I am in training this week with Andrew Connell (by far the best SharePoint training I have ever attended), learning about SharePoint development. As I get started with my deep dive into learning SharePoint, something that comes up a lot is the need to find the public key token of the current .NET assembly. He just showed a great shortcut.
In Visual Studio, go to the Tools menu and choose External Tools.
That brings up a new dialog window. Click the Add button and add the following:
Title: Get &PublicKeyToken
Command: C:\Program Files\Microsoft SDKs\Windows\v6.0A\Bin\sn.exe
Arguments: -Tp $(TargetPath)
Check the Use Output Window checkbox. The final looks like this:
Create a project and sign it using a strong name key. Then choose Tools / Get PublicKeyToken, and in the output window you will see something like the following:
Microsoft (R) .NET Framework Strong Name Utility Version 3.5.21022.8 Copyright (c) Microsoft Corporation. All rights reserved. Public key is 0024000004800000940000000602000000240000525341310004000001000100d59451ff2ed310 447372c4d689f24dcece5aaaef6dddaffc3e43c36a9235586b33ec9e3121ad844ee521bd76fbc0 9a9a357bfeec32d87d8cd1278cd7697667263724e6ff1712e5ee3054542cfbb11b9241da118fbd c1df7439ba13db77b63f8bf557c7f081946c02e32884c82806e0e95667e879d15b9a2912012398 76e0efa7 Public key token is 9589fa1be527eb6c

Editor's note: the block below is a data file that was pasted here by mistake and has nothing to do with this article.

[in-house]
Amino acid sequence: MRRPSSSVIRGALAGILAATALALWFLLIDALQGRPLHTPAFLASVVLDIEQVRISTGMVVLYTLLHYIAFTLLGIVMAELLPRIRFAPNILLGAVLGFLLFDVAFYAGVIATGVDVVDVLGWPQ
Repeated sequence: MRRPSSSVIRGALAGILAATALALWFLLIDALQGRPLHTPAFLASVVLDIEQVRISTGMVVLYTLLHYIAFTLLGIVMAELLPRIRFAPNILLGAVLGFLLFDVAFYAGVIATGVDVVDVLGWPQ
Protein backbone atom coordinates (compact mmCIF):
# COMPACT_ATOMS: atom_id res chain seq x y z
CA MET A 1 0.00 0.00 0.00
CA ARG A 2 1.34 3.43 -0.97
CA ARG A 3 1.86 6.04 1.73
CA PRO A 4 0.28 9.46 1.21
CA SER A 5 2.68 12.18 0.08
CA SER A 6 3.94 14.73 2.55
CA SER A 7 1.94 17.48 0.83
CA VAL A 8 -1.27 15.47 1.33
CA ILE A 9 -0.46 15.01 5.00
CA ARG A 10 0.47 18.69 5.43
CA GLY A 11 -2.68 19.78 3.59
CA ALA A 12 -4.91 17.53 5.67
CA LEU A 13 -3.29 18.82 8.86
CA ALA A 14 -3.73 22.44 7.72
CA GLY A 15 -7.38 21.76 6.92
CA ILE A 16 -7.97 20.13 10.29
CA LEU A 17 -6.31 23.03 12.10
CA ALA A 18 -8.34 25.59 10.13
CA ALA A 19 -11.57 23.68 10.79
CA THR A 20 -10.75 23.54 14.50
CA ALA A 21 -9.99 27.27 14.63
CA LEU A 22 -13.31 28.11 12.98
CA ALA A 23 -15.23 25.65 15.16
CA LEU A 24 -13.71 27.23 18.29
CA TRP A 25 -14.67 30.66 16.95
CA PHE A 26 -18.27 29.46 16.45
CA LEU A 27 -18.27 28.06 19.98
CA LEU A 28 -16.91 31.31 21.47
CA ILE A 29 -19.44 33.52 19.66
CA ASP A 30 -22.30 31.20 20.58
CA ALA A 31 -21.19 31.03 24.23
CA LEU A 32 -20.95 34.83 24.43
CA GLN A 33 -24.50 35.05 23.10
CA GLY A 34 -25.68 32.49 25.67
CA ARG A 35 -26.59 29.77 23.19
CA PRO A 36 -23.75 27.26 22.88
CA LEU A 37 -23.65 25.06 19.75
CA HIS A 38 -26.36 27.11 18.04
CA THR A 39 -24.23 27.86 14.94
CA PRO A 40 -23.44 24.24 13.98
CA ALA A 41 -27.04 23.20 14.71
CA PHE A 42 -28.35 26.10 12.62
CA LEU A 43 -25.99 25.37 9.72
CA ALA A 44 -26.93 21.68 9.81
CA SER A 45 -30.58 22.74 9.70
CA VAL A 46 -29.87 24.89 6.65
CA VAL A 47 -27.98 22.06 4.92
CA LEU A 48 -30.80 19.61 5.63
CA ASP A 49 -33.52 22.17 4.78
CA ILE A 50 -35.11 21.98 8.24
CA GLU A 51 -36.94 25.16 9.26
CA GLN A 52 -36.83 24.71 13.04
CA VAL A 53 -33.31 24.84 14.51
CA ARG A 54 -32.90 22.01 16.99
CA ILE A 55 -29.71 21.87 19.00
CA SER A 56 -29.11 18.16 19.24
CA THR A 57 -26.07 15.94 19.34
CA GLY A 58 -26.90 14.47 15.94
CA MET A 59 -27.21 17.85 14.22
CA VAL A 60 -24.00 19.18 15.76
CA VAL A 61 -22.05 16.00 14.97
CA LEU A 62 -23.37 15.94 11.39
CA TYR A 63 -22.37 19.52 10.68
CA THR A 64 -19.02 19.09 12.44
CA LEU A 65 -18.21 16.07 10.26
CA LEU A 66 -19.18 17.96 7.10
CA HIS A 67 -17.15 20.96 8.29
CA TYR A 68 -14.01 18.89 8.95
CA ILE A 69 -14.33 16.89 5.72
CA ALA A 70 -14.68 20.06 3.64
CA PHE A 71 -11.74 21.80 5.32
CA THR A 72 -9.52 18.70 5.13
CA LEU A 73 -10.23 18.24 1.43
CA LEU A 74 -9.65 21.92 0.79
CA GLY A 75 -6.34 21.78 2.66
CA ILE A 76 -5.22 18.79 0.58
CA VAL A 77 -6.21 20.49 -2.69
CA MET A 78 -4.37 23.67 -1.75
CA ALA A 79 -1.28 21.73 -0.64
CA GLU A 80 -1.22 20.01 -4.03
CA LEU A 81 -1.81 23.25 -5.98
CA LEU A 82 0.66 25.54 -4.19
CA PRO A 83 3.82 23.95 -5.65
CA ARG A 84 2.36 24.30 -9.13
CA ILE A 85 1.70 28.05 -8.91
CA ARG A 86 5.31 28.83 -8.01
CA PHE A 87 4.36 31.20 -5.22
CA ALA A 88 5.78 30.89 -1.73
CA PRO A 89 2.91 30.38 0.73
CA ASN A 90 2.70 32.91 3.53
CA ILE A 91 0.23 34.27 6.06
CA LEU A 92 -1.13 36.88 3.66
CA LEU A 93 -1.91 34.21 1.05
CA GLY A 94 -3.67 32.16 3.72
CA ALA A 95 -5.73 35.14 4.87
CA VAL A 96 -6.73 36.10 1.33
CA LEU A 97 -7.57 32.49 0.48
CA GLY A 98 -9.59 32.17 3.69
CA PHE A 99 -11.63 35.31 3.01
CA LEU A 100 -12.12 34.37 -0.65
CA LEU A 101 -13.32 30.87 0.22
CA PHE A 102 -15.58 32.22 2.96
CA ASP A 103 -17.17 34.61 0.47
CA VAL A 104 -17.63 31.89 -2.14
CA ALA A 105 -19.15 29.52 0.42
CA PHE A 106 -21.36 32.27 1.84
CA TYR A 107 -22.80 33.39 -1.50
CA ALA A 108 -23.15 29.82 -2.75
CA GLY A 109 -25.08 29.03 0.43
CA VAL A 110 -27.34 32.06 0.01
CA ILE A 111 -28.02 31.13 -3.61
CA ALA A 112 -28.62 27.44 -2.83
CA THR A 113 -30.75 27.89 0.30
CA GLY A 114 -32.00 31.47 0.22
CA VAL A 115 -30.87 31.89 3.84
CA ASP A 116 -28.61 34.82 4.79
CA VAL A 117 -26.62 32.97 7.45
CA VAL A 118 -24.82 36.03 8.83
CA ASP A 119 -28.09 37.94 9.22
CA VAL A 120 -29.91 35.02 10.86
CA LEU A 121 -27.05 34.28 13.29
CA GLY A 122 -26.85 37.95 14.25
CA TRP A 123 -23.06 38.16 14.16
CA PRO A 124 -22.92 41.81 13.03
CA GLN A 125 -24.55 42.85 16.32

Just copy the last value and put it into your assembly’s 5-part name.
Funny, I just got in the habit a long, long time ago of loading ildasm, copying the public key token, and then manually removing the spaces from that value. Or, more recently, loading up Reflector and loading the assembly just to get the public key token. Never even thought of this time saver, just using sn.exe from Visual Studio as an external tool.